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Modeled Osteopathic Manipulative Treatments: A Review of their in Vitro Effects on Fibroblast Tissue Preparations

By August 24, 2015Blog


“Modeled Osteopathic Manipulative Treatments: A Review of their in Vitro Effects on Fibroblast Tissue Preparations”; Manal Zein-Hammoud, PhD and Paul Standley, PhD; The Journal of the American Osteopathic Association; August 2015, vol. 115, Number 8, pp. 490-501.

The authors’ in vitro work has focused on modeling 2 common OMT modalities: Myofascial Release and Counterstrain. Their studies have evaluated the effects of these modalities on wound healing, cytokine secretion and muscle repair. The key components of the host response to mechanical forces are fibroblasts, which are the main fascial cells that respond to different types of strain by secreting anti-inflammatory chemicals and growth factors, thus improving wound healing and muscle repair processes. The purpose of this review is to discuss the cellular and molecular mechanisms by which MFR and CS work on fibroblasts. If the results of these studies are clinically translatable, the mechanisms underlying clinical outcomes of OMT modalities will be better understood.

Above is the summary of this article. Now, I’ll outline the different in vitro studies they review and the findings:

Further background:

“One thing common to both deleterious repetitive motion strain (RMS) and curative OMT is biomechanical stimulation. This connection catalyzed our laboratory to investigate how various biomechanical strains modeling both RMSs and various OMT modalities affect cellular physiology and gene activation and suppression.”

The fibroblast is the principle cell type of the fasciae that synthesizes, organizes and remodels collagen. It is the target for normal and abnormal biomechanical stimuli. These in vitro studies have shown that fibroblasts respond to strain by secreting proinflammatory and anti-inflammatory cytokines, undergoing hyperplasia as well as altering cell shape and alignment.

Fibroblasts respond to injury by rapid proliferation at the site of injury, forming granulation tissues and providing structural integrity to the wound. Events that constitute the wound healing process include cellular proliferation, migration, extracellular matrix deposition, and remodeling. By manipulating the fasciae, OMT targets fibroblasts.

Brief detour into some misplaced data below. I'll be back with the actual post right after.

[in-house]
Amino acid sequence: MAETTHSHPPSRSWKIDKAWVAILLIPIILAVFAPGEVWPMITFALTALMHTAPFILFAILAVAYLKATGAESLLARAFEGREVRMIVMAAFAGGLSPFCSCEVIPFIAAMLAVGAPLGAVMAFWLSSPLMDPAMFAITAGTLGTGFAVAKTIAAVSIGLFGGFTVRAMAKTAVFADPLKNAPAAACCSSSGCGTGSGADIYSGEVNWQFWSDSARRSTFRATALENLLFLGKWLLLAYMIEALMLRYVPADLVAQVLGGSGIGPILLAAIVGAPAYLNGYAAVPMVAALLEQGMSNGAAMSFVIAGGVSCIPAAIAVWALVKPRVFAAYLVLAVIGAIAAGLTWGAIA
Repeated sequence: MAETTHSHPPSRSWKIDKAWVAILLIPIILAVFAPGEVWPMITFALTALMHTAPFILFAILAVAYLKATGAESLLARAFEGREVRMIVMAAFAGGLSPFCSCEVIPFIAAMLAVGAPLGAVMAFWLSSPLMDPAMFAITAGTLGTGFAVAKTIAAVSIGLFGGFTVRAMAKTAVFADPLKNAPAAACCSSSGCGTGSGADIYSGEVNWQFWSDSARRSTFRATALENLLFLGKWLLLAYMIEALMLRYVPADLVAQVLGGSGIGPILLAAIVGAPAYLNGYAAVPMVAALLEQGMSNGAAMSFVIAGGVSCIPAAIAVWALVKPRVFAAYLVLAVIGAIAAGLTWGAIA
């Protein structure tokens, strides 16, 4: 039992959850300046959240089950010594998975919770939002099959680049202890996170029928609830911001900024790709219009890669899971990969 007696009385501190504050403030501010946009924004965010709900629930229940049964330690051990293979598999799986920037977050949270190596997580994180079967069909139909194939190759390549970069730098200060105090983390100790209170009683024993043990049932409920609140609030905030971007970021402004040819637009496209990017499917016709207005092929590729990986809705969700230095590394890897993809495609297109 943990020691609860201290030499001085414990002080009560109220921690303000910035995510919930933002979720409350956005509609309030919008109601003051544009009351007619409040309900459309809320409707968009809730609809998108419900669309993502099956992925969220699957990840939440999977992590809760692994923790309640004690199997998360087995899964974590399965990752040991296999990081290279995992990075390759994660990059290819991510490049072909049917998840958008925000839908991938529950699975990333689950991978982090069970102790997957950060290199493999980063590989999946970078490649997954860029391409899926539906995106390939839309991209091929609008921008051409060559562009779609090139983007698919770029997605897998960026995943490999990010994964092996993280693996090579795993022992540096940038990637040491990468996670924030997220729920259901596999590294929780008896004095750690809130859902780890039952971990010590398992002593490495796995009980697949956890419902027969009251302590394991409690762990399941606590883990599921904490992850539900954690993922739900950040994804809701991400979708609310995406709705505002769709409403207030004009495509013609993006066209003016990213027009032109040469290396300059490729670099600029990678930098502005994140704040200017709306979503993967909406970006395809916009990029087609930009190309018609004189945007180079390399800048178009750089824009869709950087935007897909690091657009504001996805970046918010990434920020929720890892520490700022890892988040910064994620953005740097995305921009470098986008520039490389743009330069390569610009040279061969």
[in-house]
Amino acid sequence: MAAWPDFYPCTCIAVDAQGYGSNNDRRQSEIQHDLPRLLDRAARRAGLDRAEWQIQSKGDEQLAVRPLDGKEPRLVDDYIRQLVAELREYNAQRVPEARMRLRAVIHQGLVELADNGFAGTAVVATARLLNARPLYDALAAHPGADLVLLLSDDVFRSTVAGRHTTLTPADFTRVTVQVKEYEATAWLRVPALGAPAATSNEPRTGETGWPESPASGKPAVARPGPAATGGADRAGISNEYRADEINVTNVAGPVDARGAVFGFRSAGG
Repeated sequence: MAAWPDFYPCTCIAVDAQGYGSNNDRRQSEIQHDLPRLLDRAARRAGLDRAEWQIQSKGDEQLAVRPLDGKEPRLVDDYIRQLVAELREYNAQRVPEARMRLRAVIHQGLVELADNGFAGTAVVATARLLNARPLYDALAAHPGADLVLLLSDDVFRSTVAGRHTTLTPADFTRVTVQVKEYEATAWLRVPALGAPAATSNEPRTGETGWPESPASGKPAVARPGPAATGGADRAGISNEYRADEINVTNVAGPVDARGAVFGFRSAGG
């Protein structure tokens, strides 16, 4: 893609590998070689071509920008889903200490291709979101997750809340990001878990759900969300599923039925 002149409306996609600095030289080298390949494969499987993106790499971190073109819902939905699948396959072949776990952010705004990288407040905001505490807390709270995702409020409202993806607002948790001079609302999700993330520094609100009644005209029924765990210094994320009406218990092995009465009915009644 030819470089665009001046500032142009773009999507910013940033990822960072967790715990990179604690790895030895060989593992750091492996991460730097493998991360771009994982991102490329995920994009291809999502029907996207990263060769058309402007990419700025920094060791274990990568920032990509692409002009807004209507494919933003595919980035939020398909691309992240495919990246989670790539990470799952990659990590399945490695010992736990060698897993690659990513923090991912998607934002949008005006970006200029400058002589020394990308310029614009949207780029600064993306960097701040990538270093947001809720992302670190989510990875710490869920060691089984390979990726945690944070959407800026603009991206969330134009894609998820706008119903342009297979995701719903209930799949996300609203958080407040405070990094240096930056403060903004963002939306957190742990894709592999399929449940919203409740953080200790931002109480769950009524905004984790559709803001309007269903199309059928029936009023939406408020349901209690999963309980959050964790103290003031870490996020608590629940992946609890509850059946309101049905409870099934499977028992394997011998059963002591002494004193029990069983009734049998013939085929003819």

The article then discusses direct, indirect and combination OMT techniques and states that a key commonality of all OMT techniques is that they were designed to impart biomechanical stimuli to affected or associated tissues to bring about change in the cellular function.

The in vitro studies they have done have focused on stretching and compressing fibroblasts TO BEGIN an analysis of potential cell and tissue effects that may explain patients’ improvements after OMT. (Isn’t this AWESOME!)

They then explain that over the last 10 or more years they have developed three different in vitro models in which to study the effect of magnitude and duration of strain as well as the direction and frequency of strain on fibroblasts:

    1. 2-dimensional fibroblast matrix
    2. 3-dimensional fibroblast matrix dubbed a “bioengineered tendon(BET)”
    3. Co-culture that allows interaction between fibroblasts and myoblasts to create a modeled myofascial junction.

Earliest Studies:

In their earliest studies they explored the effect that acyclic in vitro biophysical strain has on cellular shape, proliferation on fibroblasts, nitric oxide (NO) production, interleukin 1 (IL-1) and interleukin 6 (IL-6) secretion.

Acyclic strain was applied in a heterobiaxial manner (unequal strains in both axes) in magnitudes from 10% to 30% beyond resting length for durations ranging from 12 to 72 hours. The results showed that strain magnitude of 10% for 48 and 72 hours induced mild cellular rounding and pseudopodia truncation compared with the spindle-shaped and well-defined pseudopodia of the control non-strained fibroblasts. Interleukin 1 secretion did not change, but interleukin 6 secretion and nitric oxide levels did increase in the strained cells.

Further, strain magnitude of 30% caused reduced cell viability, cell membrane decomposition and pseudopodia loss. These first studies showed that biomechanical strain had profound effects on several cellular processes such as proliferation, apoptosis, and cytokine production.

They also investigated the role of strain direction comparing equibiaxial strain to heterobiaxial strain effects and found that heterobiaxial strain had an effect on fibroblast morphology and cellular proliferation more than equibiaxial strain.

Tune in next week and I will continue to review the findings of Dr. Standley’s work on fibroblasts and its possible connection to OMT.

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